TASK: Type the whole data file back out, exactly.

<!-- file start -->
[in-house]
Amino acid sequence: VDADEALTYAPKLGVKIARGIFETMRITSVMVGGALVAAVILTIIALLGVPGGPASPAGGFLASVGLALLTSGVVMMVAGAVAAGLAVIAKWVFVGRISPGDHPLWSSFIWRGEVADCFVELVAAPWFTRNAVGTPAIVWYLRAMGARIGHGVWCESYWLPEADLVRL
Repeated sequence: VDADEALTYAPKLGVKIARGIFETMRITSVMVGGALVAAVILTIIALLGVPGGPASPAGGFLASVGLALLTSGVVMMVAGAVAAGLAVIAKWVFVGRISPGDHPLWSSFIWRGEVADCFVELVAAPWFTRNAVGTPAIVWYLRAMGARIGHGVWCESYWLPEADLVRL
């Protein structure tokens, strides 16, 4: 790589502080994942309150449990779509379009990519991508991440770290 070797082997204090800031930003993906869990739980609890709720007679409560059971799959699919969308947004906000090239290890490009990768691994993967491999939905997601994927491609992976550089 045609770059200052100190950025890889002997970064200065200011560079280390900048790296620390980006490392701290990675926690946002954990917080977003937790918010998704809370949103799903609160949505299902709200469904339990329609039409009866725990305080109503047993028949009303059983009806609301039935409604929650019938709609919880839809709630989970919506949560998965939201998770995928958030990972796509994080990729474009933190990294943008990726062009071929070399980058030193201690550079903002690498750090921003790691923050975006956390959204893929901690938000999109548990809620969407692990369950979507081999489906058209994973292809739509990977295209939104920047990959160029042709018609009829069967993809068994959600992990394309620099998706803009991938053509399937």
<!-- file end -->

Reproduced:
[in-house]
Amino acid sequence: VDADEALTYAPKLGVKIARGIFETMRITSVMVGGALVAAVILTIIALLGVPGGPASPAGGFLASVGLALLTSGVVMMVAGAVAAGLAVIAKWVFVGRISPGDHPLWSSFIWRGEVADCFVELVAAPWFTRNAVGTPAIVWYLRAMGARIGHGVWCESYWLPEADLVRL
Repeated sequence: VDADEALTYAPKLGVKIARGIFETMRITSVMVGGALVAAVILTIIALLGVPGGPASPAGGFLASVGLALLTSGVVMMVAGAVAAGLAVIAKWVFVGRISPGDHPLWSSFIWRGEVADCFVELVAAPWFTRNAVGTPAIVWYLRAMGARIGHGVWCESYWLPEADLVRL
């Protein structure tokens, strides 16, 4: 790589502080994942309150449990779509379009990519991508991440770290 070797082997204090800031930003993906869990739980609890709720007679409560059971799959699919969308947004906000090239290890490009990768691994993967491999939905997601994927491609992976550089 045609770059200052100190950025890889002997970064200065200011560079280390900048790296620390980006490392701290990675926690946002954990917080977003937790918010998704809370949103799903609160949505299902709200469904339990329609039409009866725990305080109503047993028949009303059983009806609301039935409604929650019938709609919880839809709630989970919506949560998965939201998770995928958030990972796509994080990729474009933190990294943008990726062009071929070399980058030193201690550079903002690498750090921003790691923050975006956390959204893929901690938000999109548990809620969407692990369950979507081999489906058209994973292809739509990977295209939104920047990959160029042709018609009829069967993809068994959600992990394309620099998706803009991938053509399937």